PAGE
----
- Never use a flying harness. During a sudden excessively-strong gust, the emergency safety release may not release quickly enough: 1) to prevent you from being yanked off your feet and dragged across the ground, or 2) to prevent you from being lifted off the ground where the safety release could then release you from dangerous height.
- Never touch or grasp a flying line or bridle line of a kite that is flying or about to fly, especially in strong winds. A line could seriously cut you.
- If a flying line breaks, it could snap back into your face. Wear glasses that will protect your eyes.
- Never attach any kind of hardware, such as metal swivels or connectors, to either end of your flying lines. If something breaks at the kite, the metal fitting there could snap back into your face. If a line breaks, a swivel installed near the handle could snap back and cut your hand.
- Before flying, be sure the terrain, ground surface, and your footwear will provide secure and safe footing. Avoid uneven ground that could sprain feet and ankles or cause you to fall.
- Fly far enough downwind and to the side of other flyers so that you and your airgear cannot possibly be endangered or harmed by their kites and lines, even if their kites release due to line breakage or if the flyers let go of their handles.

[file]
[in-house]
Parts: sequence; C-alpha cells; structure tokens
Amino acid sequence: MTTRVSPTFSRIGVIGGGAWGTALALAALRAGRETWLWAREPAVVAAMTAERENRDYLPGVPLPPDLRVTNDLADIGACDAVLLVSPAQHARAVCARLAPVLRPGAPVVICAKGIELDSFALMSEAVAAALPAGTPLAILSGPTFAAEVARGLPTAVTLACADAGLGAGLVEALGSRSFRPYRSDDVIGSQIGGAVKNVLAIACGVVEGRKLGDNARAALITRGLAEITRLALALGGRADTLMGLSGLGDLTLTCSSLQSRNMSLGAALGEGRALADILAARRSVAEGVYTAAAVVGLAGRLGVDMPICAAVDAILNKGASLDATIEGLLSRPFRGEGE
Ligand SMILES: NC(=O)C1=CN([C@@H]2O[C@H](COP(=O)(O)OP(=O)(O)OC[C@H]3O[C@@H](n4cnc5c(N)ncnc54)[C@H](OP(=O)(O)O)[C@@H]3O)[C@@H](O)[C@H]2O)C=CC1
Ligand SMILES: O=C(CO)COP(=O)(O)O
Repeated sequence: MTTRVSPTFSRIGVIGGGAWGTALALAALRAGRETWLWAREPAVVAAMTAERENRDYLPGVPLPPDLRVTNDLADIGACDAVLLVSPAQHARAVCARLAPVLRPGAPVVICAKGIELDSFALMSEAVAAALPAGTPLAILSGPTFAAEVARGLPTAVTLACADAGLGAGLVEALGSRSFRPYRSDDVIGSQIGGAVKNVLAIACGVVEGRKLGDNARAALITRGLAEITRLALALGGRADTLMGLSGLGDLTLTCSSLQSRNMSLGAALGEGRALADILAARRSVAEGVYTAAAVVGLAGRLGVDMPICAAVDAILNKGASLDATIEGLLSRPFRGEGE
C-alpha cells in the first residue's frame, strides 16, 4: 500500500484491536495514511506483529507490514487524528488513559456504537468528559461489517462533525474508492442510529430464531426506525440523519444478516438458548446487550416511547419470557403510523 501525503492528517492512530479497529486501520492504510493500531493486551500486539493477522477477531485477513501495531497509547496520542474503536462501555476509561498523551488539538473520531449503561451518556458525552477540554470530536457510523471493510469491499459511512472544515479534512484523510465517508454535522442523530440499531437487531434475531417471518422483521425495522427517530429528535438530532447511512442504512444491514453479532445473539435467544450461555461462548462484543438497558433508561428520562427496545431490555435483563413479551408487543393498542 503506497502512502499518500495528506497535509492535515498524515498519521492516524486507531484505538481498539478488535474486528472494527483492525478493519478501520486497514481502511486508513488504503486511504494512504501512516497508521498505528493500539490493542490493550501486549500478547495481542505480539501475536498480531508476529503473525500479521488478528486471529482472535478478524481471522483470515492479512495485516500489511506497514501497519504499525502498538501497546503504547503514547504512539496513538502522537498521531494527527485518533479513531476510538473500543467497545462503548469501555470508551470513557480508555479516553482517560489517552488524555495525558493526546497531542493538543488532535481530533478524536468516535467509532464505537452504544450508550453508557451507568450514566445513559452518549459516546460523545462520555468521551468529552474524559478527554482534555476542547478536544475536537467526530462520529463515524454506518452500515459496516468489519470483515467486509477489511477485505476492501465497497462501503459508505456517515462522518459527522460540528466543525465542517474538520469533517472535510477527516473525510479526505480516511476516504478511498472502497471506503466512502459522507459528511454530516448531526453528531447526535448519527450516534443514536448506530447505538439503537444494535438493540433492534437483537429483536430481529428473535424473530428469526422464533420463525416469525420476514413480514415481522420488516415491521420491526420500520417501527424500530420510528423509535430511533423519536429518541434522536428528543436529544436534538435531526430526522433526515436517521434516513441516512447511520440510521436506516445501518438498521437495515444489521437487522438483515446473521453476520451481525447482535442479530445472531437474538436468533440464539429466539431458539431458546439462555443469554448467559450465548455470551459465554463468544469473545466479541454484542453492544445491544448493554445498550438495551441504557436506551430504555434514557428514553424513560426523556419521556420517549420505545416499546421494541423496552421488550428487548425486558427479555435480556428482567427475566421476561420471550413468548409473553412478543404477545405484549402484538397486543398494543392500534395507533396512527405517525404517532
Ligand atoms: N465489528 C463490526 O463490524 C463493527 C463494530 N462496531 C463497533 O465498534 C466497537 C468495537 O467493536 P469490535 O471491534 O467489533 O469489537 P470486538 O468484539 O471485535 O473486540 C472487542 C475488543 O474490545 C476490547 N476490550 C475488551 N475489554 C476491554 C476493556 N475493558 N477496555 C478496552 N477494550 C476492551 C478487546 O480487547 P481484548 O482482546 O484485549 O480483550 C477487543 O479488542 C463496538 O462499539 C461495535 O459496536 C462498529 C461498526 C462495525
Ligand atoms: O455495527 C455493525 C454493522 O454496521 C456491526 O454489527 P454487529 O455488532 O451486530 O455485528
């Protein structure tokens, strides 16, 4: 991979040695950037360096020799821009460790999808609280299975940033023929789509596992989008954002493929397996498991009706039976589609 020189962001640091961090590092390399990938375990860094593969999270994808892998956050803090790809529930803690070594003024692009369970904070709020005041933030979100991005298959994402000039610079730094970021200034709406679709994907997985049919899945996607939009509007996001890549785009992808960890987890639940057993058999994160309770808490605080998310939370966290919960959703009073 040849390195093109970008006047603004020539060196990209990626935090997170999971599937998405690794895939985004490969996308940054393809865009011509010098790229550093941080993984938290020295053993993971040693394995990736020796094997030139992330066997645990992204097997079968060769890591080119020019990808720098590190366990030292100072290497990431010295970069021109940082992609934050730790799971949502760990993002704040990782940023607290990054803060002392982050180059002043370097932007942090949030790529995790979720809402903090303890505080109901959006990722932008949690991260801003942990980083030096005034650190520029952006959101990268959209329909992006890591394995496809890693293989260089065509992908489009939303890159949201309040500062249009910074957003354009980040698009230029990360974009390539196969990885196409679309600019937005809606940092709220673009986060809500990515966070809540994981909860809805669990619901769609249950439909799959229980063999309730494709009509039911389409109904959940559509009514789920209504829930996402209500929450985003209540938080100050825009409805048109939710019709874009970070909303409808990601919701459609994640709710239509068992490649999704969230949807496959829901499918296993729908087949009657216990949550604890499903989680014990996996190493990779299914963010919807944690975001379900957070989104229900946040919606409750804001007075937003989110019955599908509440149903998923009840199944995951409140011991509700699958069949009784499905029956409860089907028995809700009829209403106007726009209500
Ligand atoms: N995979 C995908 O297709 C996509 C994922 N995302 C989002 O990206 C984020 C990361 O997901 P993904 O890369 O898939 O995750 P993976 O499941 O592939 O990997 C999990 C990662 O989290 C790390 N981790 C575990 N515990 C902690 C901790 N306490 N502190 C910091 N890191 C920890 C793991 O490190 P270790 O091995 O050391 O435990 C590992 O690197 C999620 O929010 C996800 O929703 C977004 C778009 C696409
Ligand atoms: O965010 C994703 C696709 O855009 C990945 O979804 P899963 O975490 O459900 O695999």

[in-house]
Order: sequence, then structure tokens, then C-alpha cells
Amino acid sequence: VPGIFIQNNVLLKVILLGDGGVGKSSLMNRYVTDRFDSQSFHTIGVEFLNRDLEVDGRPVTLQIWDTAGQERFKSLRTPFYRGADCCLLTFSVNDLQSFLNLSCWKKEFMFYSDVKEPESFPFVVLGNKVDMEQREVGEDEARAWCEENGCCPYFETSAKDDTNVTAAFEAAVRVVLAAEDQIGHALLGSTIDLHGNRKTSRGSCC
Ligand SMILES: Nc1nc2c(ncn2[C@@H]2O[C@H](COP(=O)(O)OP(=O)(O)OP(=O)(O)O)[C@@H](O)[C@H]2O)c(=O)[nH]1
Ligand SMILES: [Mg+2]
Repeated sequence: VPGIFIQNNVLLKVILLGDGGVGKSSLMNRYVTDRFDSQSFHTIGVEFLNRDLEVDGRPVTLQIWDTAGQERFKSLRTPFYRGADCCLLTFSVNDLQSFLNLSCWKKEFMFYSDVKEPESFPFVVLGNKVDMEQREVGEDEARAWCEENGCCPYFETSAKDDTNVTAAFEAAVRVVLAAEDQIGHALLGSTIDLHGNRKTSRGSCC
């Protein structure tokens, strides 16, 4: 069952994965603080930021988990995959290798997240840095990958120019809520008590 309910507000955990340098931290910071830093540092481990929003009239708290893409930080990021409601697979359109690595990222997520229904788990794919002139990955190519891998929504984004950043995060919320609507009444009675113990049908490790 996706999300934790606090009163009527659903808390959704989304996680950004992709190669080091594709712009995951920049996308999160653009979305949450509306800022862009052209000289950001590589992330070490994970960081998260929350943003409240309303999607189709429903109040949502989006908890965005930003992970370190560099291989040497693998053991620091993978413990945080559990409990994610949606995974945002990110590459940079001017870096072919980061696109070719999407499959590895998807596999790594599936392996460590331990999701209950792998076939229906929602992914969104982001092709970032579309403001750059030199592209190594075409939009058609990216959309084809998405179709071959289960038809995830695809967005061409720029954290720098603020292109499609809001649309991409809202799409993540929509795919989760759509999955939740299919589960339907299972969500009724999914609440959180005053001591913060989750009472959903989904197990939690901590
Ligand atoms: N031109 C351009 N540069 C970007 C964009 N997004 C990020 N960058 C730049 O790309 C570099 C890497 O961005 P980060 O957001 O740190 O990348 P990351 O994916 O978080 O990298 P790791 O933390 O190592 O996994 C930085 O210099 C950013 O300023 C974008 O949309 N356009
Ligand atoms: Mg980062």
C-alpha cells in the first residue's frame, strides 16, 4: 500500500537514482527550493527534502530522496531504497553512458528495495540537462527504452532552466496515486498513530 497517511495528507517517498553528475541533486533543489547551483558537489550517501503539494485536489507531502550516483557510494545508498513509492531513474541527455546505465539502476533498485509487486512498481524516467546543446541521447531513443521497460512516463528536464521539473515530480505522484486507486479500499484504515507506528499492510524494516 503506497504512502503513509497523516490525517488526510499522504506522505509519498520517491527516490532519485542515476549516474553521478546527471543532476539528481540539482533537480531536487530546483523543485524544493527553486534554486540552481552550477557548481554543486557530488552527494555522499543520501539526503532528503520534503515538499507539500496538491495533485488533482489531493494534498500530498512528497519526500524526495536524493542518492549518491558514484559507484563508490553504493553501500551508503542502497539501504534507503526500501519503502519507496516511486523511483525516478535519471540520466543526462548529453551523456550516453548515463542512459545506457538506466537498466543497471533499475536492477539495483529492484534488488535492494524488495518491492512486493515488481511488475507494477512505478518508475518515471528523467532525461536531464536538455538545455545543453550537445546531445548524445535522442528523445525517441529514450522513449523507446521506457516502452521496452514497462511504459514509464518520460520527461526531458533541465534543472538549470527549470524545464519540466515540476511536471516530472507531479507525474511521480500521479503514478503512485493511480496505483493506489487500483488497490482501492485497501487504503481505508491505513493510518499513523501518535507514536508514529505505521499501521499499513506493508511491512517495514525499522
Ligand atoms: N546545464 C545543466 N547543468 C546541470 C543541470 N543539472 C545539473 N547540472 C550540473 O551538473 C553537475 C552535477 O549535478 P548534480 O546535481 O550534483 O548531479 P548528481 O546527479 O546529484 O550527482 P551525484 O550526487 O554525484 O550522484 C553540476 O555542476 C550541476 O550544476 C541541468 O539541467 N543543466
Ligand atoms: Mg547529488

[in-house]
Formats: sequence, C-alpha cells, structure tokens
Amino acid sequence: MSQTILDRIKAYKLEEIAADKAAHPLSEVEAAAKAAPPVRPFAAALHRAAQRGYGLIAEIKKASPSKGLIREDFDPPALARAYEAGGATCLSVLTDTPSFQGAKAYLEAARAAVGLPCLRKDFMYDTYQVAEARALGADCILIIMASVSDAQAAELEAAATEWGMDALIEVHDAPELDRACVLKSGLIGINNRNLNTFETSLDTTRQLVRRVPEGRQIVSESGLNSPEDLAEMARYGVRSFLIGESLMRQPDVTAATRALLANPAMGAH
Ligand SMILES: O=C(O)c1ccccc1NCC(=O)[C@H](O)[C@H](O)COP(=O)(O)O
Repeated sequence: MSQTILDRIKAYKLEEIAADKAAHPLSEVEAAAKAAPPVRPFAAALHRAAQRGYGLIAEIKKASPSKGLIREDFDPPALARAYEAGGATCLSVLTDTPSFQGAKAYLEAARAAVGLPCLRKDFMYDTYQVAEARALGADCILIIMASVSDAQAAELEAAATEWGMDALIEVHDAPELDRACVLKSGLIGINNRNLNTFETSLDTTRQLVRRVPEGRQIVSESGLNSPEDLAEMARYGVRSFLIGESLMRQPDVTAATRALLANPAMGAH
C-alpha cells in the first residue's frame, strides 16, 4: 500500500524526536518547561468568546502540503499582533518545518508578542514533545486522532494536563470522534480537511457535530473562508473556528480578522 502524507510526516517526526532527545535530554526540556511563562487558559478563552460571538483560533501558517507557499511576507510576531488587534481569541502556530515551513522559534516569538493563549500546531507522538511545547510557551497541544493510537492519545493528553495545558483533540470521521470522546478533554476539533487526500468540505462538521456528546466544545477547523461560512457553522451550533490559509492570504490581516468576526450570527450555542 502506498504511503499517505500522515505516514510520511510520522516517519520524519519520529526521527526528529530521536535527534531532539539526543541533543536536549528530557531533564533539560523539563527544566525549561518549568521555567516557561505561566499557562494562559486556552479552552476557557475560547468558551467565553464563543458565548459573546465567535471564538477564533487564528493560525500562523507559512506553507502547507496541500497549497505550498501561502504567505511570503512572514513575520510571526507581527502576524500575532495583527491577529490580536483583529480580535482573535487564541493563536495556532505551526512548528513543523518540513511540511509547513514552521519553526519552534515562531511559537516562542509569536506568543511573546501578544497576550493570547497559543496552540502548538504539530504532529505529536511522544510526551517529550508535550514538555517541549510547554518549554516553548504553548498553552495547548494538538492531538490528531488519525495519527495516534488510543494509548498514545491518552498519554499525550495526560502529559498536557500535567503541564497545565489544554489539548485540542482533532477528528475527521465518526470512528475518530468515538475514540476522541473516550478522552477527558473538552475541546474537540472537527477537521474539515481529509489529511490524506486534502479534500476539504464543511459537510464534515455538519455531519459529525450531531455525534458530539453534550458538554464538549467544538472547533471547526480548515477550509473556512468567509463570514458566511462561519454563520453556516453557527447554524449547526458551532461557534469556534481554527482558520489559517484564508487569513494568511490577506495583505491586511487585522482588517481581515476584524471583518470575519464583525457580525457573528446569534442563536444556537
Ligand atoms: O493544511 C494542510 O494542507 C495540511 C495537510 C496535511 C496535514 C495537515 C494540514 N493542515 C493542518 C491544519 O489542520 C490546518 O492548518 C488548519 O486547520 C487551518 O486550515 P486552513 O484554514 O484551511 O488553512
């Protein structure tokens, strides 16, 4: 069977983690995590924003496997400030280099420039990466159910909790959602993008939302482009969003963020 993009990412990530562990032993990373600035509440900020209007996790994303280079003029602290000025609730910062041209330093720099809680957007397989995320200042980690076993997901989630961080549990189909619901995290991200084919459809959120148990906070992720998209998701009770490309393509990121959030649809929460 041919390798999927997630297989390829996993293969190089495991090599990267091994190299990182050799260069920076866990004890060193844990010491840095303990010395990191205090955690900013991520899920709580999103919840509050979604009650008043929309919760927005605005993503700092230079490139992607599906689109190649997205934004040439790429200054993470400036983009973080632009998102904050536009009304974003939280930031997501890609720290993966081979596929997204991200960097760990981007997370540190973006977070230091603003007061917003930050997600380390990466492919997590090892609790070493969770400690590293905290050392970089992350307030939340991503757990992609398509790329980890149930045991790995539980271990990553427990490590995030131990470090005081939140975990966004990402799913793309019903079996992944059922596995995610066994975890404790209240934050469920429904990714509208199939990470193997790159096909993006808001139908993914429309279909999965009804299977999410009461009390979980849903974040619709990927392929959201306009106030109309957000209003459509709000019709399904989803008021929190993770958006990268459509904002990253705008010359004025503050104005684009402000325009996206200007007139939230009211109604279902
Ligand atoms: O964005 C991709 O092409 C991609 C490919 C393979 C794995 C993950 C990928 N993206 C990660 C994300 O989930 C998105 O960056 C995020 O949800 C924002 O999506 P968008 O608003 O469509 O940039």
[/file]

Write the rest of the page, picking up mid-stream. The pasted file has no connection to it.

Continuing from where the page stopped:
- As you fly, don't wander upwind or to the sides. Otherwise you could walk into the flight envelopes of other kites and get hit and lacerated, and your kite and lines could get damaged as well. Many flyers -- beginners especially -- walk backwards as they fly without looking where they are going, sometimes hundreds of feet from where they stood at launch, and directly into danger. Stay near your groundstake/windwand as you fly.
- While flying, if other flyers encroach from upwind or the side and threaten you and/or your airgear with their flying kites and lines, diplomatically prevent them from doing so with friendly and educational requests for safety. If they refuse to not endanger you and/or your airgear (this happens), either move to safety or stop flying and leave.
For OTHERS' & YOUR safety
- Always prevent your kite from accidentally launching or relaunching by itself, especially in strong winds.
- Never fly near electrical lines.
- Never fly near low-flying aircraft. Aircraft flying into long and strong lines can lift the flyer high off the ground. It also can cause light aircraft to crash.
- Never fly in lightning conditions.
- Never fly in conditions of poor visibility.
- Never fly while impaired by alcohol, drugs, illness, or injury.
- When others fly your kite -- children especially -- be certain they have the necessary kite performance-tuning, wind conditions, flying-site conditions, footwear, eyewear, knowledge, strength, skill, and supervision to fly with complete safety.
- Take all other precautions as necessary to prevent danger and harm to others and others' property, and to prevent danger and harm to yourself and your own property.
WindDance dual-line parafoil stunt kites/sport kites are developed, sold, and backed by Seattle AirGear.
WindDance, WindDancing, Seattle AirGear, and AirGear are trademarks of Seattle AirGear.
Copyright © 1995-2017 Seattle AirGear.
This page last revised Sep-1-1997